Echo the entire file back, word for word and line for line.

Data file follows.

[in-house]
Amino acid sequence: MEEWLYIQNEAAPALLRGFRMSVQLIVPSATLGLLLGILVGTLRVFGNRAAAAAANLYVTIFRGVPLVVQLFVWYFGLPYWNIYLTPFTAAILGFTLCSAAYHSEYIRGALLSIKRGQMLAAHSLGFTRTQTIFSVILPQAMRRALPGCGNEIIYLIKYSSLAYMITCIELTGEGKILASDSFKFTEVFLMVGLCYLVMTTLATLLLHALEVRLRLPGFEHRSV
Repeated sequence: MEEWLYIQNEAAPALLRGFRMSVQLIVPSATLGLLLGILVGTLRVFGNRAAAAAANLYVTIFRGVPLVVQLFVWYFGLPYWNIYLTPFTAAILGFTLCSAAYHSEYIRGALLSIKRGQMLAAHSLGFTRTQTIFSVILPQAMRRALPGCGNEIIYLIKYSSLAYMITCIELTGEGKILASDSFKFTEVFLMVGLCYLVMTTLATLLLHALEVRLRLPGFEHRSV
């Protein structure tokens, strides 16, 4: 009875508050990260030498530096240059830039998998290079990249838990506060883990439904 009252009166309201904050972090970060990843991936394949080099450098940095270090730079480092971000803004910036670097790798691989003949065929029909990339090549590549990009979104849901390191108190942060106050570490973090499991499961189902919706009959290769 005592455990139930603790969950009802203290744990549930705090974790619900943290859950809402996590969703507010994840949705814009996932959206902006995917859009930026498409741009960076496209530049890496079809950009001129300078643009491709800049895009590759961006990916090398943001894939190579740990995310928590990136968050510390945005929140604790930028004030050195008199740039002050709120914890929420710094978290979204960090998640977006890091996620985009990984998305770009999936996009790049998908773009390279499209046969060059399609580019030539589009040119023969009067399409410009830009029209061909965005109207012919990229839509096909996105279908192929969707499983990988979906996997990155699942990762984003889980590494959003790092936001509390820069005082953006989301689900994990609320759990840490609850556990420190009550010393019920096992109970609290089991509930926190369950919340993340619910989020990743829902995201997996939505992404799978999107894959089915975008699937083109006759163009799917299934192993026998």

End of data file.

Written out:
[in-house]
Amino acid sequence: MEEWLYIQNEAAPALLRGFRMSVQLIVPSATLGLLLGILVGTLRVFGNRAAAAAANLYVTIFRGVPLVVQLFVWYFGLPYWNIYLTPFTAAILGFTLCSAAYHSEYIRGALLSIKRGQMLAAHSLGFTRTQTIFSVILPQAMRRALPGCGNEIIYLIKYSSLAYMITCIELTGEGKILASDSFKFTEVFLMVGLCYLVMTTLATLLLHALEVRLRLPGFEHRSV
Repeated sequence: MEEWLYIQNEAAPALLRGFRMSVQLIVPSATLGLLLGILVGTLRVFGNRAAAAAANLYVTIFRGVPLVVQLFVWYFGLPYWNIYLTPFTAAILGFTLCSAAYHSEYIRGALLSIKRGQMLAAHSLGFTRTQTIFSVILPQAMRRALPGCGNEIIYLIKYSSLAYMITCIELTGEGKILASDSFKFTEVFLMVGLCYLVMTTLATLLLHALEVRLRLPGFEHRSV
């Protein structure tokens, strides 16, 4: 009875508050990260030498530096240059830039998998290079990249838990506060883990439904 009252009166309201904050972090970060990843991936394949080099450098940095270090730079480092971000803004910036670097790798691989003949065929029909990339090549590549990009979104849901390191108190942060106050570490973090499991499961189902919706009959290769 005592455990139930603790969950009802203290744990549930705090974790619900943290859950809402996590969703507010994840949705814009996932959206902006995917859009930026498409741009960076496209530049890496079809950009001129300078643009491709800049895009590759961006990916090398943001894939190579740990995310928590990136968050510390945005929140604790930028004030050195008199740039002050709120914890929420710094978290979204960090998640977006890091996620985009990984998305770009999936996009790049998908773009390279499209046969060059399609580019030539589009040119023969009067399409410009830009029209061909965005109207012919990229839509096909996105279908192929969707499983990988979906996997990155699942990762984003889980590494959003790092936001509390820069005082953006989301689900994990609320759990840490609850556990420190009550010393019920096992109970609290089991509930926190369950919340993340619910989020990743829902995201997996939505992404799978999107894959089915975008699937083109006759163009799917299934192993026998």